Yet nevertheless, notwithstanding any Advice, Declaration or Appointment herein before mentioned, concerning the Keys, Wharfs or Places of shipping, lading or landing of Goods and Merchandize, if at any time it shall séem reasonable to the principal Officers or Farmers of the Customs for the time being, and consistent with his Majesty's Service, to give sufferance or permission for the shipping, lading or landing any Goods or Merchandize at any other place or places, or in any other manner than is herein before nominated and advised, or assigned to be lawful Keys and Wharfs, it shall and may be lawful for them so to do; and such sufferance and permission shall be good and warrantable, without and Forfeiture or Advantage to be taken against the Goods so landed, notwithstanding any thing herein before declared to the contrary.

But if his Majesty shall be pleased to reduce all the lawful Keys and Wharfs to the space of Ground betwixt London-Bridge and the Tower, which will be a great Improvement to the Owners thereof, We do humbly advise, and hereby declare, That whosoever shall accept of, or from henceforward employ any of those Keys or Wharfs by vertue of such Concession to the use of shipping, lading or landing of Goods and Merchandize, that it is to be understood, and it is hereby declared to be with this Covenant and Condition, That they perform all and singular the Orders, Assignments and Appointments, which on their parts and behalfs is herein before declared to be performed and done, and not otherwise.

And for the avoiding the Incumbrance and Annoyance which will daily happen, to the disturbance of his Majesty's service, and inconvenience to Merchants in taking up their Goods at the said Keys and Wharfs, by suffering Cars to stand empty upon the said Wharfs and open places allowed by the Law for other purposes; We think it necessary, that the several Wharfingers, or Possessors of any the said Keys or Wharfs, or their Servants, shall not suffer to stand or remain upon their Wharfs, or passages leading to them from Thames street, any more than such Cars or Carts as shall be immediately called to lade or take up Goods, Wares or Merchandize there: And if any other Car or Cart shall presume to come down empty, without being called by the Owners or Agents employed in taking up of Goods, and there stand to the Disturbance and Hinderance of the Service aforesaid, it shall be lawful for the said Wharfingers, or their Servants, by lawful and peaceable means to force them off, and in case of refusal, to prosecute them farther by such Rules, Orders and Punishments, as by the Laws and Customs of the City they may or ought to do.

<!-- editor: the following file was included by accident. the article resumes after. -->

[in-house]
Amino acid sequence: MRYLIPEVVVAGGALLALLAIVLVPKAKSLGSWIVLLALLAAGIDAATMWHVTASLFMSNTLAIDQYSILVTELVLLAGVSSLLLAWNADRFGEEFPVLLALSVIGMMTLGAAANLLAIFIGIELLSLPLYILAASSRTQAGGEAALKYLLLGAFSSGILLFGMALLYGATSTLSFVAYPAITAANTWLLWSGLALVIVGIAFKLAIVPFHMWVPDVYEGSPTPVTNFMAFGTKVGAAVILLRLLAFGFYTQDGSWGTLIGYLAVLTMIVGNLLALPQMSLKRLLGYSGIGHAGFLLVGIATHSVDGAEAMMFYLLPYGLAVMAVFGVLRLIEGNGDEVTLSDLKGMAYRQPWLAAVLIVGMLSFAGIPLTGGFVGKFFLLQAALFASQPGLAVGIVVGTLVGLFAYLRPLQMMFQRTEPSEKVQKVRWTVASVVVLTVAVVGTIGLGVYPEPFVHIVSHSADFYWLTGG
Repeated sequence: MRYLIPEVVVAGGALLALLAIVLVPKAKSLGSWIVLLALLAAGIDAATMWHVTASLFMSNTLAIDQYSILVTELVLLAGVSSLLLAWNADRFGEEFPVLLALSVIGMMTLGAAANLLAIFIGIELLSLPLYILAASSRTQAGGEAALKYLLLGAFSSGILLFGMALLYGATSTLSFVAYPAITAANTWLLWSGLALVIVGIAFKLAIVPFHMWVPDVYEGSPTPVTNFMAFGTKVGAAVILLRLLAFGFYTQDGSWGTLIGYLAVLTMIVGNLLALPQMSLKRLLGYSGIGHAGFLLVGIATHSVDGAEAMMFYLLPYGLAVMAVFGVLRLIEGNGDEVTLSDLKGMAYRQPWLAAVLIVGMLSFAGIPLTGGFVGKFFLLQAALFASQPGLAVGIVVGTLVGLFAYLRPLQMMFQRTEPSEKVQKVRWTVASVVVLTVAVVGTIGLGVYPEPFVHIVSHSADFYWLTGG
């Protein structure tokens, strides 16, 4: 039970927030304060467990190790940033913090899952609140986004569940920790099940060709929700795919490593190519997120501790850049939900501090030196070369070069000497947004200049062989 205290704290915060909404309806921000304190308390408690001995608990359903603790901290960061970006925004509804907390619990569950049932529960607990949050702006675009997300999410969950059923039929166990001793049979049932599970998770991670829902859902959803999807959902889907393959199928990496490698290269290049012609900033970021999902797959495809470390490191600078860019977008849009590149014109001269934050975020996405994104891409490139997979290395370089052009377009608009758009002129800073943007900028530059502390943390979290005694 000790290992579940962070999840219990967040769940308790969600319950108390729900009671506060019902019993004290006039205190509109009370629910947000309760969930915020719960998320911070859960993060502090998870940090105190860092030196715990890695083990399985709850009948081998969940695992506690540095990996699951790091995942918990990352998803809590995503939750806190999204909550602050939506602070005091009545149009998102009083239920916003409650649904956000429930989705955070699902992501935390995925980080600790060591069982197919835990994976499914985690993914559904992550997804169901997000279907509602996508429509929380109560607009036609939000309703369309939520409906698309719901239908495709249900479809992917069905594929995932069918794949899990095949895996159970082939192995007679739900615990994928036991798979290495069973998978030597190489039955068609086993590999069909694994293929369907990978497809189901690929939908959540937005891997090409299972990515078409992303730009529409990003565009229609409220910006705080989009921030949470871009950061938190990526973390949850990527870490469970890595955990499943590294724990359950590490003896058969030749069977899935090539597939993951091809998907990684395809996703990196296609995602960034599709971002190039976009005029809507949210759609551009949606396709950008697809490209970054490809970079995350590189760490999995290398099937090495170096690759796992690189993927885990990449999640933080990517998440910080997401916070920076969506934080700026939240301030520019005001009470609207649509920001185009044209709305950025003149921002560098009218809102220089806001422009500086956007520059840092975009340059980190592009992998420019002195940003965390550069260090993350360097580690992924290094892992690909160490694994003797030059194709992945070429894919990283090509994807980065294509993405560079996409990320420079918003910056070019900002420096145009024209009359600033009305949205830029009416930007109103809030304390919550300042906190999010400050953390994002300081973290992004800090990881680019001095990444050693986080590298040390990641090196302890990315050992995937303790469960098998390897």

And to prevent all future Differences and Disputes touching the Extent and Limits of the Port of London, and the many Frauds and Abuses which have béen acted and committed, as well upon and within the River of Thames, as without the Mouth thereof upon the Sea; We think it necessary, and do humbly advise, that the said Port may be declaed by his Majesty to extend, and be accounted from the Promontory or Point called the Northforeland in the Isle of Thanet, and from thence Northward in a supposed right Line to the opposite Promontory or Point called the Nase, beyond the Gunfleet upon the Coast of Essex, and so continued Westward through the River of Thames, and the several Channels, Streams and Rivers falling into it, to London-Bridge, saving the usual and known Right, Liberty and Priviledge to the Ports

The Extent of the Port.


© hriOnline, 2007
The Stuart London Project, Humanities Research Institute, The University of Sheffield,
34 Gell Street, Sheffield, S3 7QY